Community Spotlight Series — Ambrine Douhane

Earth Hacks
3 min readFeb 24, 2024

EH: Tell us a bit about yourself (i.e., where you’re from, your background, what you’re in school for, etc.)!

AD: My name is Ambrine Douhane. I come from France, but I’ve lived in Switzerland for a few years now. I’m studying micro engineering and I’m here [in the US] as a visiting researcher in the Research Laboratory of Electronics (RLE) at MIT.

EH: Very Interesting. How did you get involved with Earth Hacks?

AD: I became involved with Earth Hacks through a friend who told me about the GEM Hackathon. I had no idea that this hackathon was taking place, so I took this opportunity to network with people and discover this new environment.

EH: What was your experience like at the GEM Hackathon? Can you tell us about the project that you were involved with?

AD: My team members and I didn’t know each other before this event, but we were all super motivated. We created a platform where people can geolocate themselves to the nearest power plants around them. I learned that working in a team is never easy, but we had the opportunity to express our ideas and work together to make them happen. Also the organizing team was super available to answer our questions, and the atmosphere was both friendly and studious.

EH: What drew you to be interested in microengineering?

AD: Ever since I can remember, I’ve always been fascinated by robots and their ability to mimicking human intelligence. Initially, I was drawn to the field because it seemed fancy, but now I’m genuinely thrilled to be a part of it. Microengineering is all about working with small scale sensors, filters, actuators… and exploring their applications across various industries. I challenge you to find an industry that can do without sensors today — it’s nearly impossible. That’s why I think it’s really cool to know how to design, manufacture, and test them. Additionally, I’m naturally curious, so when I discovered there were studies that allowed me to delve into a bit of everything, I didn’t hesitate to dive in. In a microengineering degree, we are taught a wide range of subjects: electronics, material science, mechanics, computer science, etc. This provides us with a comprehensive understanding of problems and a broad array of approaches to try solving them.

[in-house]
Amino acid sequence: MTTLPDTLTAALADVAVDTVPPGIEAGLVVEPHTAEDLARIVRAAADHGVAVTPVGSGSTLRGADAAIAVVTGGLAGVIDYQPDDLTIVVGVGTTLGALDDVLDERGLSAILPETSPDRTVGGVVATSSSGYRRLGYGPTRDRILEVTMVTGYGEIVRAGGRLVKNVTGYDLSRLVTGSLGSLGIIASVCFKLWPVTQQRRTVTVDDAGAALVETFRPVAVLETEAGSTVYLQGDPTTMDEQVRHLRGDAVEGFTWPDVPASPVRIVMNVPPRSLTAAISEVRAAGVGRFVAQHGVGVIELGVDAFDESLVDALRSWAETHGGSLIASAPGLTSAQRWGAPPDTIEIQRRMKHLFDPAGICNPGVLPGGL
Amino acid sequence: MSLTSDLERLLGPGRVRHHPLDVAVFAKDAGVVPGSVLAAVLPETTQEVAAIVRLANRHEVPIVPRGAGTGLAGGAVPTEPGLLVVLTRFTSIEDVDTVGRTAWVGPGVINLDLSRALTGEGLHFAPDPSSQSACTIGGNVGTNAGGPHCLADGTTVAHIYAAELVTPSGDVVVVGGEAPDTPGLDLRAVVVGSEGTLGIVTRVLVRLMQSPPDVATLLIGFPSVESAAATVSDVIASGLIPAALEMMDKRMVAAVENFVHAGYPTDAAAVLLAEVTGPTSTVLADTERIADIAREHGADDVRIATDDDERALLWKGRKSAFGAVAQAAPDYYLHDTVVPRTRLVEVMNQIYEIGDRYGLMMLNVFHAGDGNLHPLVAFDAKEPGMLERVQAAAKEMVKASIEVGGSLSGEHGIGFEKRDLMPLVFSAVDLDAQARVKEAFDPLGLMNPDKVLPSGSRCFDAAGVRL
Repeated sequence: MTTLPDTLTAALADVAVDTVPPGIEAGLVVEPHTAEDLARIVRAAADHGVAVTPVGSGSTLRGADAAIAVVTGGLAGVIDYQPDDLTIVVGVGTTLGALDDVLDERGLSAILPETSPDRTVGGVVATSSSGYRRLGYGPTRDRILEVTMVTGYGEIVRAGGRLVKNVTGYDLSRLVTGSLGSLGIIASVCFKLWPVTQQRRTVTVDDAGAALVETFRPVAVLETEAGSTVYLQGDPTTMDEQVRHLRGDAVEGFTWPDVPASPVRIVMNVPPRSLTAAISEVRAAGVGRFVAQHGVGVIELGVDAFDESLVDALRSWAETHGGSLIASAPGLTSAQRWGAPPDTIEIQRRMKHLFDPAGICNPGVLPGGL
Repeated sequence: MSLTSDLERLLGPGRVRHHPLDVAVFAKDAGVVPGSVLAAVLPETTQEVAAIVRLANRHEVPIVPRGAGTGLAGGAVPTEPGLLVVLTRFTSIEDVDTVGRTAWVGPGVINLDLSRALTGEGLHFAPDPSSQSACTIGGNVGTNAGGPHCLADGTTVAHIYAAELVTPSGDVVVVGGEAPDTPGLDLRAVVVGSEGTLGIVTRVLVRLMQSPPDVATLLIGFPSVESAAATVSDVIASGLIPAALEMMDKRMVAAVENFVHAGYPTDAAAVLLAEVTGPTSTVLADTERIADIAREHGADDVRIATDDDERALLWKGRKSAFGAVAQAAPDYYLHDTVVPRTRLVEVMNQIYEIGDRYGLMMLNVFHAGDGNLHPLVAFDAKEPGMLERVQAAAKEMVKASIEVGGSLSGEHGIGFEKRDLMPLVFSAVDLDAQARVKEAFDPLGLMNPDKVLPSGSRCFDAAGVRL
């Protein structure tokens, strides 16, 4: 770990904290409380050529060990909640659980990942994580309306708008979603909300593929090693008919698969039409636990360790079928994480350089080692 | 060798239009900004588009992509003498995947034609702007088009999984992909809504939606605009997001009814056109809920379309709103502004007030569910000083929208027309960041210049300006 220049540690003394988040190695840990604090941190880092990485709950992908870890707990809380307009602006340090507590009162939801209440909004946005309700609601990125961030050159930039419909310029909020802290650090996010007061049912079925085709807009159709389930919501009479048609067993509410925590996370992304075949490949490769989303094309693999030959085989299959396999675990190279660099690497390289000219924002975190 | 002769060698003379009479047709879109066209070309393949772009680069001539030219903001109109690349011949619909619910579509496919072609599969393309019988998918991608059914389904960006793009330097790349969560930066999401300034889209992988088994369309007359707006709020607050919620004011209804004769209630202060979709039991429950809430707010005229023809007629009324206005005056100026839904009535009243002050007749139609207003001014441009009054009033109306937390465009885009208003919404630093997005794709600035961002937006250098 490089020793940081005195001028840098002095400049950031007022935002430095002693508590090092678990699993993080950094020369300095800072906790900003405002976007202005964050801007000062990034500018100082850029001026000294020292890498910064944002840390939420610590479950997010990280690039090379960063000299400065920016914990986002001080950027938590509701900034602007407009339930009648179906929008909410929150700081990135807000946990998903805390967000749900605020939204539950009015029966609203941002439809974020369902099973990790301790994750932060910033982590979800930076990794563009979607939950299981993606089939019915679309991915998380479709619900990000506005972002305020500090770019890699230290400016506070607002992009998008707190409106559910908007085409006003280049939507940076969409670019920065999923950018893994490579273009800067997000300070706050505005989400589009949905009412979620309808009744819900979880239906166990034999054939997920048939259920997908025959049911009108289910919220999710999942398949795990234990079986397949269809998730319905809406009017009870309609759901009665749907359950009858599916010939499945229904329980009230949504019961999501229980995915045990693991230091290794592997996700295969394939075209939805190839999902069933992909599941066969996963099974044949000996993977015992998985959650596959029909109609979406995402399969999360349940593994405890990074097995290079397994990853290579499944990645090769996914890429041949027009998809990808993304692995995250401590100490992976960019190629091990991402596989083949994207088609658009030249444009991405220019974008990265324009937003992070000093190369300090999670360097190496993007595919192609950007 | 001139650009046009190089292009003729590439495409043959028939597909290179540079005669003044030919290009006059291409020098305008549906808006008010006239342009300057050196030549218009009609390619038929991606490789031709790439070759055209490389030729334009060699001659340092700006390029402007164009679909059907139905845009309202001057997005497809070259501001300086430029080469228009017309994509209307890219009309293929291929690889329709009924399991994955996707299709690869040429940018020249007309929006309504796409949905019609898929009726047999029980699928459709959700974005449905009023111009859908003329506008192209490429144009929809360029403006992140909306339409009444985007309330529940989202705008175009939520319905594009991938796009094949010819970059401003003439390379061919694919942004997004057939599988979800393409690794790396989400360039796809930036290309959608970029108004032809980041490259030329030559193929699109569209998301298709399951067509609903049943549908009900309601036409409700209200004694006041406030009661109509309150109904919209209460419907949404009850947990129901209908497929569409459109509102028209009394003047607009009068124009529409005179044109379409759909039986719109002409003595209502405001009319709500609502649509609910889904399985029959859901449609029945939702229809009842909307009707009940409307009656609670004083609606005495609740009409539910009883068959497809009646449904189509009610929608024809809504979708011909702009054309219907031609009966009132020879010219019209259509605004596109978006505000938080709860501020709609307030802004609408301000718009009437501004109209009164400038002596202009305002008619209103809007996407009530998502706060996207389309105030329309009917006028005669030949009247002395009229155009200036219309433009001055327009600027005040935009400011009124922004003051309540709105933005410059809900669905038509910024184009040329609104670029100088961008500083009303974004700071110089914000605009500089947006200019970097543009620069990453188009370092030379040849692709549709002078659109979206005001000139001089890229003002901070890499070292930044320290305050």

EH: What role do you microengineering and related fields playing in sustainable development, the energy transition, etc.?

AD: I’m convinced that microengineering plays a big role in sustainable development and energy transition. It’s clear that to tackle climate change, we need to consume less and better. One way to do this is to reduce waste with innovative optimization solutions. As engineers, we’re lucky because our mathematician friends have developed super powerful optimization models. Our job is to use their work in devices that are practically useful to people. For instance, in IoT, you can sense a physical quantity and adapt a service in real-time based on the data you just got. It’s just amazing when you think about it.

EH: What’s a fun fact about you that not many people know about you?

AD: I love data and storing data in a systematic way (lists, tables, maps, records…). When I was young, I was obsessed with flag lists! By the way, it’s also why I enjoyed this hackathon: it was very data driven.

EH: What would you say to someone who has never participated in a hackathon before?

AD: Participating in this event is definitely something they should try because it’s an amazing opportunity to meet diverse people that you’d probably never encounter otherwise. All you need is motivation and enthusiasm, and everything will be alright. It’s not often that we get the chance to pause our daily routine to work on a project for two days, so it’s a unique experience. Also, you don’t have to be a hacker; you just have to be open to opportunities!

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